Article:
"We know that the majority of stars in our galaxy were born in star clusters," said Leslie Looney, who arrived at the solar sibling finding along with his colleagues at the University of Illinois at Urbana-Champaign.

"Now we also know that the newborn solar system not only arose in such a cluster, but also survived the impact of an exploding star. This suggests that planetary systems are impressively rugged and may be common in even the most tumultuous stellar nurseries."

The evidence for the solar sisters was found in daughters -- such as decayed particles from radioactive isotopes of iron -- trapped in meteorites, which can be studied as fossil remnants of the early solar system.

These daughter species allowed Looney and his colleagues to discern that a supernova with the mass of about 20 suns exploded relatively near the early sun when it formed 4.6 billion years ago; and where there are supernovas or any massive star, you also see hundreds to thousands of sun-like stars, he said.

The cluster of thousands of stars dispersed billions of years ago due to a lack of gravitational pull, Looney said, leaving the sisters "lost in space" and our sun looking like an only child ever since, he said.

The research will be detailed in the Astrophysical Journal.

The finding also has exciting implications for life in other solar systems, Looney said, since most stars are born in clusters.

"If our favorite planet, Earth, was born in the nasty environment of a cluster, with the increased radiation and gravitational effects, then the majority of stars could also have planets," Looney told SPACE.com. "Not only have planets, but have planets where terrestrial life can occur."

Astronomers now should focus more attention on how planets form in clusters, he said. "It may be easier to form planets than we expected," he said.

When massive stars explode and go supernova, they create radioactive isotopes that are blown outward and mix with nebular gas and dust as they condense into stars and planets. In the case of our solar system, that means some of the isotopes were trapped in the rocks that hardened to form the early solar system.

Meteorites are remnants of those rocks, so they contain the radioactive offspring, or daughter species, of the isotopes created by the supernova.

Looney and his colleagues used measured abundances of the daughter species to calculate that the supernova sibling was about 0.32 to 5.22 light-years from the sun. The closest star system to the sun today is Alpha Centauri at 4.36 light-years.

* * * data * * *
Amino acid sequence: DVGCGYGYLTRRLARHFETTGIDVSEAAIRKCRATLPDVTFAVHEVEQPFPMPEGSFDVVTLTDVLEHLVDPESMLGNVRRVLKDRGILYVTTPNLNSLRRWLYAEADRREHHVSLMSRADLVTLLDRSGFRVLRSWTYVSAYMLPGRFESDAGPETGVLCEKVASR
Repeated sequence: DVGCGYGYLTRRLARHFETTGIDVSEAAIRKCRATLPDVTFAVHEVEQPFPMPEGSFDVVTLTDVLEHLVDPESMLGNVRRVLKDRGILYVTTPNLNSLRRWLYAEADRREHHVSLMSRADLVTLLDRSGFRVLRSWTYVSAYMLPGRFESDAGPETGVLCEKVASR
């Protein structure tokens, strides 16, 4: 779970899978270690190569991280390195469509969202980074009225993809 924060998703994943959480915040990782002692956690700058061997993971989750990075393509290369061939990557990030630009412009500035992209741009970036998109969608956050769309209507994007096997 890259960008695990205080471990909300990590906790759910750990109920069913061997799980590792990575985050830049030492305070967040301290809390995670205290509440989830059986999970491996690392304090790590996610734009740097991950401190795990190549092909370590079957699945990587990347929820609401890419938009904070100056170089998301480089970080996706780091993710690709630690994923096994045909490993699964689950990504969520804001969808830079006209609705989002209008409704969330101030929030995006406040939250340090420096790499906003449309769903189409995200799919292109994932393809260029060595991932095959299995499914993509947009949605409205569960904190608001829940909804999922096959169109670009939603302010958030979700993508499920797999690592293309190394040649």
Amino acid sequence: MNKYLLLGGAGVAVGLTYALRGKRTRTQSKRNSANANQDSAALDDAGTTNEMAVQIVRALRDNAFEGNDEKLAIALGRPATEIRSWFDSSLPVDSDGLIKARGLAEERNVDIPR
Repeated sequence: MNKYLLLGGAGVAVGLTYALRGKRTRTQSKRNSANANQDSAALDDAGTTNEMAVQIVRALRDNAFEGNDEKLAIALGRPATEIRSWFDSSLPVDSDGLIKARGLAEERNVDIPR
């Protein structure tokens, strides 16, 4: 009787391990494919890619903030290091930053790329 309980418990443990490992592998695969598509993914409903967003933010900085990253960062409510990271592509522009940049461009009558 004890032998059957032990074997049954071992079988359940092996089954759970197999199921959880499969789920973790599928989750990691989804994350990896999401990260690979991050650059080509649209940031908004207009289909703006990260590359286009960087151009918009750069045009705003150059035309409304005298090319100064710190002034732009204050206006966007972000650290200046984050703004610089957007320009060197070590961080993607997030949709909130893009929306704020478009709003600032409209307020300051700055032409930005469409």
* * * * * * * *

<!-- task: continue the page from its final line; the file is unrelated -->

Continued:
"The supernova was stunningly close," said Looney's co-author Brian Fields. "Our solar system was still in the process of forming when the supernova occurred."



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 Post subject: Re: news from the lab
PostPosted: Wed Oct 25, 2006 5:05 pm 
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Tagging sheds light on monarch butterfly
POSTED: 11:38 a.m. EDT, October 25, 2006
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GRAPEVINE, Texas (Reuters) -- It is a delicate process but for Gayle Hall it is a labor of love: tagging monarch butterflies as part of a program to monitor the movements of one of nature's most celebrated migrants.

"I've tagged 580 monarchs for release today." she said as she held one of the insects gently in her hand, the tiny tag a clear white circle standing out from the intricate orange, black and white of its wing.

Hall's butterflies were released at an annual festival in the Texas city of Grapevine that honors the monarchs, famed for their overland migrations from Canada to Mexico and back again.

Hall is Grapevine's director of events and has tagged many a monarch over the years.

Some monarchs travel up to 3,000 miles (5,000 km) in a journey which is unique in the butterfly world.

Grapevine, a heavily-forested city just north of Dallas, lies on the monarch migration route and insects released at previous festivals have been found in Mexico.

Each tag -- which is pressed onto the insect's wing -- has a unique identification number and a toll-free telephone number and e-mail address to contact if a person happens to catch the butterfly or finds one dead.

The information is helping scientists to gather a database on the monarchs, which face a range of threats.

Monitoring monarchs
"It varies, but in good years we tag somewhere between 80,000 and 100,000 monarchs," said Chip Taylor, an insect ecologist at the University of Kansas who heads up Monarch Watch, the monitoring program behind the tags.

Most of the monarchs are caught in the wild for tagging though some, such as the insects released at the Grapevine festival, are farmed by breeders.

Even the reared ones instinctively join the migration, which is currently taking places with hundreds of millions of butterflies heading south to their Mexican wintering grounds.

Taylor said the program enabled scientists to gather data while raising public awareness -- twin goals crucial to monarch conservation.

"Usually people who find these things have never heard of our program and are quite astonished when they find a tag," Taylor told Reuters in a telephone interview.

The program has been in place since 1992 and Taylor said the one certainty to emerge from the 14-year database was that monarch populations varied widely from year to year, mostly it seemed from weather-related factors.

The populations which winter at several sites west of Mexico City are the benchmark for monarch numbers and they are counted by the hectares they cover. Each hectare (2.47 acres) is estimated to hold between 25 to 75 million monarchs.